%fCpov<T TT)? /3ot&)Tap^ta? /cat fear 7ro\tr ever aro

7TO\VV XpOVOV, Tl\07Ti&aV e 7T/30? yLteZ/ TOl' SrjfAOV

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TO) \dpwvi' /cat KOivf]v TIVCL rov (f)06vov irapa-

z^ c5^ avrol /u,?) ^vvavi
i, TOVTOVS ayttw? 76 TTCO? e-repwv
, TroXu? ;^ TT/QO? TO^ Sf)/*ov av^cov rd rou
epya, /cat T? Q-T parity ta? Ta? e/ceivou

5 /cat Ta? W/ca? eyKcofiid^wv. T?}? 5e 7rpo9

TT/OO Twz' A.VKTpiKa)v



rjyov/uevov Xa/owi^o?, eTre^eipr^cfev dvdOrjfJia roiovSe

6



400



PELOPIDAS, xxv. 1-5



whole UK (iilhs to it, during which they conducted
their campaign in Messenia, Arcadia, and Laconia.

Well, then, Pelopidas was first brought to trial,
and therefore ran the greater risk, but both were
acquitted. Epaminoridas bore patiently with this
attempt to calumniate him, considering that for-
bearance under political injury was a large part of
fortitude and magnanimity ; but Pelopidas, who was
naturally of a more fiery temper, and who was egged
on by his friends to avenge himself upon his enemies,
seized the following occasion. Menecleidas, the
orator, was one of those who had gathered with
Pelopidas and Melon at Charon's house, and since
he did not receive as much honour among the
Thebans as the others, being a most able speaker,
but intemperate and malicious in his disposition, he
gave his natural gifts employment in calumniating
and slandering his superiors, and kept on doing so
even after the trial. Accordingly, he succeeded in
excluding Epaminondas from the office of boeotarch,
and kept him out of political leadership for some
time ; but he had not weight enough to bring
Pelopidas into disfavour with the people, and there-
fore tried to bring him into collision with Charon.
And since it is quite generally a consolation to the
envious, in the case of those whom they themselves
cannot surpass in men's estimation, to show these
forth as somehow or other inferior to others, he was
constantly magnifying the achievements of Charon,
in his speeches to the people, and extolling his cam-
paigns and victories. Moreover, for the victory which
the Theban cavalry won at Plataea, before the battle

mf *

of Leuctra, under the command of Charon, he at-
tempted to make the following public dedication.
Androcvdes of Cvzicus had received a commission

r

401



PLUTARCH'S LIVES

Trapa TT}? TroXeco? iriva/ca ypdtyai /u-a^/s" erepas,
7reT\ei TO epyov ev ry/^at?' yevo/nev^s Be TT}?
aTrocrracreft)? Aral roO TTO\/JLOV (jvjjLTreaovTO'S, ov
TTO\V rov TeXo? e^eiv e\\ei7rovra rov rrivaKa
Tra/a' eavrot? ot rj/3aloi KaTea^ov. TOVTOV ovv
o MevK\ei$as eireLCJev avaOevras

TOV Xa^&)i>o?, o>? afjLCiv pwcrcov Trjv

Et7ra/jLeii>(t)v$ov Bo^av. r\v Be a/9e\re/3o?
rj (f)i\OTi/uiia, Trapa TOCTOVTOVS Kal Tr)\iKovrovs
dycovas ei>o? epyov Kal /Aids VIK^ d*ya7rco/j,evr)S,



ev y FepdvSav rivd TWV daij/jicov ^TrapriaTuv teal

reaaapaKovra yiter' avrov Tre&eLv, dX\o Be ov&ei>

7 /ueya Trpa^Orjvai, \eyovcri. TOVTO TO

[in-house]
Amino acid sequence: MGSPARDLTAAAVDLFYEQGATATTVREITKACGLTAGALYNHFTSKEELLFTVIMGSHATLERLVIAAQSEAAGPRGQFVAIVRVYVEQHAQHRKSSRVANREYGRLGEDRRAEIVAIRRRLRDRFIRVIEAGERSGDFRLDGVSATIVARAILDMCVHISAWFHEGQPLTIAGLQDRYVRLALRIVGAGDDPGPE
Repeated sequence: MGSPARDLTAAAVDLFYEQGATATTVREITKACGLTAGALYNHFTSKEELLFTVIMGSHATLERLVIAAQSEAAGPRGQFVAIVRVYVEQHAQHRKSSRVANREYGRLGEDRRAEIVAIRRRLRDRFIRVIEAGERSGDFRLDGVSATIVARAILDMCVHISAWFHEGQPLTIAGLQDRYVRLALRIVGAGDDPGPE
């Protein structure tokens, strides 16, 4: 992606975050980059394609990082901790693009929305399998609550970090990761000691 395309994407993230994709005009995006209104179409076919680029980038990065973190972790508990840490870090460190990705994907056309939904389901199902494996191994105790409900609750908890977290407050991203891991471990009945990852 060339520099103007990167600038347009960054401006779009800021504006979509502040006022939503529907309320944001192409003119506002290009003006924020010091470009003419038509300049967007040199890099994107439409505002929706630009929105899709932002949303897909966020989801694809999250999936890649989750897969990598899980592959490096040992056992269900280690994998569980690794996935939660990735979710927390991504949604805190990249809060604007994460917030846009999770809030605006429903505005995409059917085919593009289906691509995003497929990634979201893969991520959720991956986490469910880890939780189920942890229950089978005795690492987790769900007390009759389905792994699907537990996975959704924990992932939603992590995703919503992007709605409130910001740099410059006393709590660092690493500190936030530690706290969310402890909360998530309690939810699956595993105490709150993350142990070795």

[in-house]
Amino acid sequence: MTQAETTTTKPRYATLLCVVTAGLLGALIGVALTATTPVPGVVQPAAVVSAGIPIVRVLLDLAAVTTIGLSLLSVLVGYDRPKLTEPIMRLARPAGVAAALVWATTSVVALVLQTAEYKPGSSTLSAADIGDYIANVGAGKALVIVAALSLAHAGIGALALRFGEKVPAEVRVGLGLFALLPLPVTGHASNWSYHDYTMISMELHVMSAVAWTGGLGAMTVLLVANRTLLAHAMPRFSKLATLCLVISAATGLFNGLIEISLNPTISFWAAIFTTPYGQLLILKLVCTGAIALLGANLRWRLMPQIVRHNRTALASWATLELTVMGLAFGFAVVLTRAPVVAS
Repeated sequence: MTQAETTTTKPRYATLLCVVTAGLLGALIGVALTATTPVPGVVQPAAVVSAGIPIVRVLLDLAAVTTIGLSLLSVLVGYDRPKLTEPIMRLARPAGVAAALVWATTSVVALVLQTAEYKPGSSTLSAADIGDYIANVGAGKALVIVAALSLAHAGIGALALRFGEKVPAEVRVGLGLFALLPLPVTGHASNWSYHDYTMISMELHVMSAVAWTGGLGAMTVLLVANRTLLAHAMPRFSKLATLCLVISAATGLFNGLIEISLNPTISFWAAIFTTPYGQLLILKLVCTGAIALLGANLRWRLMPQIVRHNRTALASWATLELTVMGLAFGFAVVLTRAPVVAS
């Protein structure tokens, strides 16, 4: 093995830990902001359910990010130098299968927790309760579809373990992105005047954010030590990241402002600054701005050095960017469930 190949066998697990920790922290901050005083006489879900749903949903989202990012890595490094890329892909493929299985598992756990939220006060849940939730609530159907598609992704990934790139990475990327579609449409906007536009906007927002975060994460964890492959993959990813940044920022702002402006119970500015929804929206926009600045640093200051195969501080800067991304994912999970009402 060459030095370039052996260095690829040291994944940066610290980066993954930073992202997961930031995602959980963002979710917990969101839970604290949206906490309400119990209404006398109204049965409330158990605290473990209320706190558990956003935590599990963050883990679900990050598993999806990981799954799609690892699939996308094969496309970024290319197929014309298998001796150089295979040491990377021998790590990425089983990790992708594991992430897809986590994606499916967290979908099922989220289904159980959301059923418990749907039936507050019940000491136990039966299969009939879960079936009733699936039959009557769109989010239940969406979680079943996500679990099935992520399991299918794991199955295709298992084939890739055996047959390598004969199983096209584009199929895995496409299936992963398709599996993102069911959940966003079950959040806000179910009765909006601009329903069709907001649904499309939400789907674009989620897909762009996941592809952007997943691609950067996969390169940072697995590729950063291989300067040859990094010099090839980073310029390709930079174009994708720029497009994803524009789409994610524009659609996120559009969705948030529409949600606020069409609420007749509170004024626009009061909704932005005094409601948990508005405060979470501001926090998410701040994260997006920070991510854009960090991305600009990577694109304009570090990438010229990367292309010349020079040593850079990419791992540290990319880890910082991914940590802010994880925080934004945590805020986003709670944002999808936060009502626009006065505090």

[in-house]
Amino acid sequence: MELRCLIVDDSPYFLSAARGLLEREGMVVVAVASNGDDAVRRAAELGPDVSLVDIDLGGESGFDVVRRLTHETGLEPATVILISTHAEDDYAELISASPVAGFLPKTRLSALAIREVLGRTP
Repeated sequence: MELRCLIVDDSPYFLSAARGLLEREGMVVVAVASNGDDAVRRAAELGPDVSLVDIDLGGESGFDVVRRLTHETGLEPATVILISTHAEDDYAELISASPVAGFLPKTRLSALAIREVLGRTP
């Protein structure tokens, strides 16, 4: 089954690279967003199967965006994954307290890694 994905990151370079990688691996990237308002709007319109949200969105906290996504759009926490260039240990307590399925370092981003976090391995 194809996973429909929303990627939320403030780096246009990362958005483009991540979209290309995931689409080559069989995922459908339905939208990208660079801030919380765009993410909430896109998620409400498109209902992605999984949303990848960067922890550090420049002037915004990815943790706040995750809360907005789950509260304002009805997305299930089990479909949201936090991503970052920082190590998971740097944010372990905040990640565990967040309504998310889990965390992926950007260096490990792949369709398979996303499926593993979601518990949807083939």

ypd(j)erai TIeXoTrtSa? Trapavo/j-wv,

?7ySatot? ov Trdrpiou rjv ISia KCLT*
, a\Xa rfj TrarpiSi KOIVWS TO T/}?

crto^eiv. KOI TOV fjiev Xdpwva irapd Trdaav
rrji> Bifcrjv ey KM /uaa>i> d(f)@6i>a>s SiereXeffe, TOV Be



atcavov



TOVS i]/3aiovs epwrwv el fj^Bev avrois KO\OV



a



8id






varepov eTre^ep^a-e KLvrjcrai Ka

Tro\LTeiav. ravra jiev ovv eei rivd Kal rov Siov



<7ro

XXVI. 'ETret 8e 'A\edv$pov TOV Qep&v rv-
pdvvov TToXe/jLOvvros fjiev CK 7rpo$ij\ov
fyeTTa\wv, 7ri(3ov\evovTo<s Be irdaiv, e
oav eiV (y)?//3a? at TroXet? a-rpar^yov

l Bvva/jLiv, 6pa)i> o HeXoTTtSa?



1 &<rrf Bryan's correction of the MSS. *o ^T?, wldch Sintenis
and Bekker retain, assuming a lacuna in the text.

402



PELOPIDAS, xxv. 5-xxvi. i

irom the city to make a picture of another battle,
and was finishing the work at Thebes; but the c'itv
revolted from Sparta, and the war came on, before
the picture was quite completed, and the Thebans
now had it on their hands. This picture, then,
Menecleidas persuaded them to dedicate with Cha-
ron's name inscribed thereon, hoping in this way to
obscure the fame of Pelopidas and Epaminondas.
But the ambitious scheme was a foolish one, when
there were so many and such great conflicts, to
bestow approval on one action and one victory, in
which, we are told, a certain Gerandas, an obscure
Spartan, and forty others were killed, but nothing
else of importance was accomplished. This decree
was attacked as unconstitutional by Pelopidas, who
insisted that it was not a custom with the Thebans
to honour any one man individually, but for the
whole country to have the glory of a victory. And
through the whole trial of the case he continued to
heap generous praise upon Charon, while he showed
Menecleidas to be a slanderous and worthless fellow,
and asked the Thebans if they had done nothing
noble themselves ; the result was that Menecleidas
was fined, and being unable to pay the fine because
it was so heavy, he afterwards tried to effect a
revolution in the government. This episode, then,
has some bearing on the Life which I am writing.

XXVI. Now, since Alexander the tyrant of Pherae